// you’re reading...


Painter Amy Bennett talks about her favorite books – Page 3

Painter Amy Bennett talks about making models of a fictional small town for her narrative paintings...

READERSVOICE.COM: I read that you were married to comics artist Jonathan Bennett, and I was wondering how you met. Does your work or working methods influence his or vice versa?

AMY BENNETT: Jon and I met at art school. We were both printmaking majors who worked in the shop all of the time so we got to know each other really well.

It’s wonderful having an artist for a husband because we can share enthusiastically and offer each other criticism. It’s helpful that the comics and art worlds are pretty distinct from one another.

There’s no doubt that comics have influenced my thinking. I recently started developing sequential images. A couple of years ago, I was making paintings that looked down into apartments without perspective. Jon showed me lots of cartoonists who had explored similar concepts: Frank King, Richard McGuire, Chris Ware, etc. It’s an exciting medium that has a lot of common concerns with narrative painting.

RV: How did you get the idea to make the scale models of the houses and towns on which many of your paintings have been based, and how did you learn the skills to create these?

AB: I have always enjoyed painting from life, so up through graduate school, I always painted from a still life or a model (a person posing for me) or the landscape.

I used to like painting old toys because they seemed like characters you could project a lot onto. When I had the idea of looking down into apartments to relate the dramas of residences in close proximity, it was natural to use dollhouse furniture.

I created foam core walls to construct invented floor plans. I decorated the rooms and lit them as the narratives dictated. The still life became an environment that I could incorporate figures into. I made a different model for each painting.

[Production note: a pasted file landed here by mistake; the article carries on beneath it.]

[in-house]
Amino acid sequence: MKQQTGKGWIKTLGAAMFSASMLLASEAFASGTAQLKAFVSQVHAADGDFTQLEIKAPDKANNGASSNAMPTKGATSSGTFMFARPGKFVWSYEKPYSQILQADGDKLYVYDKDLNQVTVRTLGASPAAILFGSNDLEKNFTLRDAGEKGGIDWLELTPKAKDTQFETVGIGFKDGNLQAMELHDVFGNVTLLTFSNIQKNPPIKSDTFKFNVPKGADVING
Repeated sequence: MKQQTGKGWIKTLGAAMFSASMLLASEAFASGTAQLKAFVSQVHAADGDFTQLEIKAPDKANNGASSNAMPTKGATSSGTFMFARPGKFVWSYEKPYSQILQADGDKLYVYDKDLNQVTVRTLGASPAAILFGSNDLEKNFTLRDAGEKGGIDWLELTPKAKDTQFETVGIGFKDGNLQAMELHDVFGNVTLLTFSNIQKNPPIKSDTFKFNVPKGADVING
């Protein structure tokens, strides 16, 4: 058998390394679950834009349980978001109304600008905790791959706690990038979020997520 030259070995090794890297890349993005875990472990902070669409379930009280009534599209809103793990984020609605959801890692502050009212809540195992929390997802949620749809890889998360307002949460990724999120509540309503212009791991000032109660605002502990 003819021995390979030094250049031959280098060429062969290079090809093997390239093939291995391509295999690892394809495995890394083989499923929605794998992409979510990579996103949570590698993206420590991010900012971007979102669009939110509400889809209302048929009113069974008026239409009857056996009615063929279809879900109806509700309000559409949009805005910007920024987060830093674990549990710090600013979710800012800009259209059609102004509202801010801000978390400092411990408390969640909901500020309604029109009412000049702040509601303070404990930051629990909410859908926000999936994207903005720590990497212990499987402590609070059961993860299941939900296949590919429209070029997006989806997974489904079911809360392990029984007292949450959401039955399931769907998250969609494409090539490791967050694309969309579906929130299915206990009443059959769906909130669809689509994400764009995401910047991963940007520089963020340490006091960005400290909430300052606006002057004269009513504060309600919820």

My next project was to build a dollhouse-scale house made of wood that I could use for several paintings. My sister, Laura Kinney, generously loaned her expertise during a weekend-long crash course in woodworking in my living room. We had quarter-inch plywood and a dremel. It was bare bones, but it got the job done.

I decided to zoom out from 1/12 scale to 1/87 scale for my model neighborhood. I bought a book on model railroading and figured it out. My parents are both very crafty people, so I must have a bit of that in me. Model making is super fun. It’s scary how quickly time goes by when I’m working on a project.

RV: How will you go about preparing the Galleri Magnus Karlsson solo exhibition in Sweden in September? What things do you have to do between now and then, and how do you organise transportation of the paintings and other logistical matters?

AB: I think the show will be mostly winter scenes made from the neighborhood. Since I grew up in Maine, a snowy landscape triggers lots of ideas.

I’ve been dying to winterize my model, but there’s no going back, so I needed to do all of my non-snow images first. I’ll need to replace all of the leafy trees with bare-branched ones, replace the lawns with snow, and model snowbanks and ice puddles. Then I’ll get to start the paintings.

I’m not sure how the paintings will be shipped to Stockholm. I’ve shipped individual paintings there via FedEx, and I’ve shipped shows within the US using art shippers. I imagine I’ll have to build a crate and leave plenty of time. I’m sure the gallery will offer some guidance in that department.

RV: What are some of your long-term plans?

AB: I have an idea for another model that I’m really excited about. I think I’ll begin making it after my show this September. It’s good to let an idea mull for a while.
-See Amy Bennett’s paintings at www.amybennett.com